North Carolina-based Duke Power may seek a combined construction and operating license (COL) from the US NRC to build a new nuclear plant, making it the third group planning to explore a new licensing process aimed at cutting development costs. The COL is a new NRC product designed to streamline what had been a long and risky licensing process by letting utilities achieve substantial approval for new plants before they start building.
The US Department of Energy (DoE) offers matching funds to help utilities and reactor designers create applications to test the COL process. DoE is already subsidising two consortia seeking licenses, including NuStart Energy which comprises Exelon, Entergy Nuclear, Constellation Generation Group, EdF International North America, Southern Company, Duke, Westinghouse Electric and GE Energy. NuStart estimates its two applications, for the Westinghouse AP-1,000 and the GE Economic Simplified Boiling Water Reactor, will cost $800 million for preparation and other work, and that they could be submitted in early 2008. NuStart has already received $4 million from the DoE to begin the COL process and, if successful, could develop a new plant by 2014. The consortium plans to select a final reactor technology and a site by 2007.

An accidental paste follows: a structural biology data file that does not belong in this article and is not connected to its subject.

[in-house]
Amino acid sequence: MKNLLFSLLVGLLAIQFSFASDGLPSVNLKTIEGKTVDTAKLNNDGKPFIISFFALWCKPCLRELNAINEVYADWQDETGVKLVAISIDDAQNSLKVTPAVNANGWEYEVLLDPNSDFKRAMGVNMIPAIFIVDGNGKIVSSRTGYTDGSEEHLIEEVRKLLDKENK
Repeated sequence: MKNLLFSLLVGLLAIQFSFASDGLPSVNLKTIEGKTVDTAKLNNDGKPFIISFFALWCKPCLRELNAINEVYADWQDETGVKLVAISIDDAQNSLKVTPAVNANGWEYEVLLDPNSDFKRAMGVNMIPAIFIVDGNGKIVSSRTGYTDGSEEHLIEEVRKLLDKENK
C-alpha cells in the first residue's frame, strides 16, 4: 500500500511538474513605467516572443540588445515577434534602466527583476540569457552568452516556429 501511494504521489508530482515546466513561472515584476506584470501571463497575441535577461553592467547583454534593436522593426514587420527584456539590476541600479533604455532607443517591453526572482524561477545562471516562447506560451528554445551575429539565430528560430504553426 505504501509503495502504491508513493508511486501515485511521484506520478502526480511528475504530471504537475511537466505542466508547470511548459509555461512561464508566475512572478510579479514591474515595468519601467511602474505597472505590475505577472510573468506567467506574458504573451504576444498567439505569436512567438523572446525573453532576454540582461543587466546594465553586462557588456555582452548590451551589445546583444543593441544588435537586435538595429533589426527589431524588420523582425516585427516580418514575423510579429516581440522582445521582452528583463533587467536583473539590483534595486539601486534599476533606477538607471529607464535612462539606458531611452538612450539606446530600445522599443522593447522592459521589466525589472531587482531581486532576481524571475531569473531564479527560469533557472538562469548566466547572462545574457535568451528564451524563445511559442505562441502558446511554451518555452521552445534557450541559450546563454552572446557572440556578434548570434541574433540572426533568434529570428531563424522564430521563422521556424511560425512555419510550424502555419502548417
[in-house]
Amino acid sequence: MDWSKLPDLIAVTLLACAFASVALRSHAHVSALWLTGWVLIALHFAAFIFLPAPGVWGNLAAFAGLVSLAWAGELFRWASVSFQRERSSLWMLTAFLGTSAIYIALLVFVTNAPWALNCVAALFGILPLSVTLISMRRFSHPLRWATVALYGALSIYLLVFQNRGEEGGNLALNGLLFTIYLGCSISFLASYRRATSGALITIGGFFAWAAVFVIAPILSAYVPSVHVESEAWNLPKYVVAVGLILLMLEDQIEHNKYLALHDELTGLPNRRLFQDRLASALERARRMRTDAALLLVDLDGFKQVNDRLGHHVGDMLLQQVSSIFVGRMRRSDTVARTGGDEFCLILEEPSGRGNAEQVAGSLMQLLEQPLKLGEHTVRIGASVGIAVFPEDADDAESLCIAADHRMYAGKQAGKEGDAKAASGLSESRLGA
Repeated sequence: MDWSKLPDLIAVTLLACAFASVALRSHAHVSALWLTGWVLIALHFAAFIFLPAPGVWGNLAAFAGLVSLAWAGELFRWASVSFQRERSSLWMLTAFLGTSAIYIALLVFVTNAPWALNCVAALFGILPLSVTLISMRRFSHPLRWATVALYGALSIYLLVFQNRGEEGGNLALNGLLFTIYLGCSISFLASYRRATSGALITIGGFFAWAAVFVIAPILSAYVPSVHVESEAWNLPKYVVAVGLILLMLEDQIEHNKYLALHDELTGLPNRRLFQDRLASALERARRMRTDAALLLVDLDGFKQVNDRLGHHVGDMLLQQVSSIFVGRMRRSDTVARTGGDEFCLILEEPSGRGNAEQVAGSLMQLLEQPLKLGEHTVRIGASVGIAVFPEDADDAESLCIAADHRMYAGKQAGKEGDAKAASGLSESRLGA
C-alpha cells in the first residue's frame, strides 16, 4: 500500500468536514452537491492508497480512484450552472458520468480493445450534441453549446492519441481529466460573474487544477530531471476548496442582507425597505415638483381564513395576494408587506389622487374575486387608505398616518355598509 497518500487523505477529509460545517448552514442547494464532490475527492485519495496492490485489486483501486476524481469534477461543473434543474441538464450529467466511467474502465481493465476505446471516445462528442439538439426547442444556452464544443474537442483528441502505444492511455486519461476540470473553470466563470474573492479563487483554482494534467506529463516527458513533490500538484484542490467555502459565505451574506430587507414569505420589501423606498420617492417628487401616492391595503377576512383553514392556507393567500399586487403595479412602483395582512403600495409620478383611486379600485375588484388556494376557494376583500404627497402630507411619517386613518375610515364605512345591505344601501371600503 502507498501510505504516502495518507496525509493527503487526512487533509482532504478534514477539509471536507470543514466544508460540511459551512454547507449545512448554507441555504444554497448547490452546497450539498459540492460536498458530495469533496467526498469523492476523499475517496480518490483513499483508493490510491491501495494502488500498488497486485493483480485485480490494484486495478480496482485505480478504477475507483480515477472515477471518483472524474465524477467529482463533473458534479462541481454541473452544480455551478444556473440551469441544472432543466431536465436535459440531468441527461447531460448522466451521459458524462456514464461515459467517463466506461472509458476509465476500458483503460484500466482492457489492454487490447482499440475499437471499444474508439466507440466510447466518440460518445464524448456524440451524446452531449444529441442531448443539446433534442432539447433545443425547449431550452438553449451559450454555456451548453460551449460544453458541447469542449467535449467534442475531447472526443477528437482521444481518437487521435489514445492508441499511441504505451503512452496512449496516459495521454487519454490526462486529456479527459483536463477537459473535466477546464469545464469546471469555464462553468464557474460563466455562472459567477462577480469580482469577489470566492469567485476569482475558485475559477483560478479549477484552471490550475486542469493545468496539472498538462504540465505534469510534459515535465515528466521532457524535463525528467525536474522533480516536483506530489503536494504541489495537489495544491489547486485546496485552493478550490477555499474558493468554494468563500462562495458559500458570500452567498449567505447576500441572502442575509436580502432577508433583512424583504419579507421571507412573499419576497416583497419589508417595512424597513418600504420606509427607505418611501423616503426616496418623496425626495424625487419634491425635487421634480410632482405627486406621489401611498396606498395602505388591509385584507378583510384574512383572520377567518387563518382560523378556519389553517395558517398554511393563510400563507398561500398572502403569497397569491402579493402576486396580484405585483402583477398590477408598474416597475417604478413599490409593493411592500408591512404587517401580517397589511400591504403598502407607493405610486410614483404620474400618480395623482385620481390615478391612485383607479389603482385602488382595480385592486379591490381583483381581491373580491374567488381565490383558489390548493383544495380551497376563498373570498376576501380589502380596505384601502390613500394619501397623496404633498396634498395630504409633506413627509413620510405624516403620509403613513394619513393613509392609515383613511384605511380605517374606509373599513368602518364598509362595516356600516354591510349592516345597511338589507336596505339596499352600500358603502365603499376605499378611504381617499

Duke, at the initial stages of identifying and selecting both a site and reactor technology, is looking at generation III-plus light water reactor designs from Areva, General Electric and Westinghouse in addition to its activities with NuStart which is evaluating the Westinghouse and GE systems.
The second consortium including Dominion Resources, General Electric and Bechtel Power has received $9 million from the DoE to pursue the licensing process. Dominion has applied for an early site permit on the North Anna River in northern Virginia, site of an abandoned earlier reactor development. The Tennessee Valley Authority is also reportedly exploring the COL process.
No new US reactors have been licensed for building since before the partial meltdown at Pennsylvania's Three Mile Island in 1979 but the DoE’s 2006 budget includes $56 million as part of a seven-year, $1.1 billion effort to order a new nuclear plant by 2009 and open it by 2014. It is expected to take about 30 months for the NRC to review the initial new reactor applications.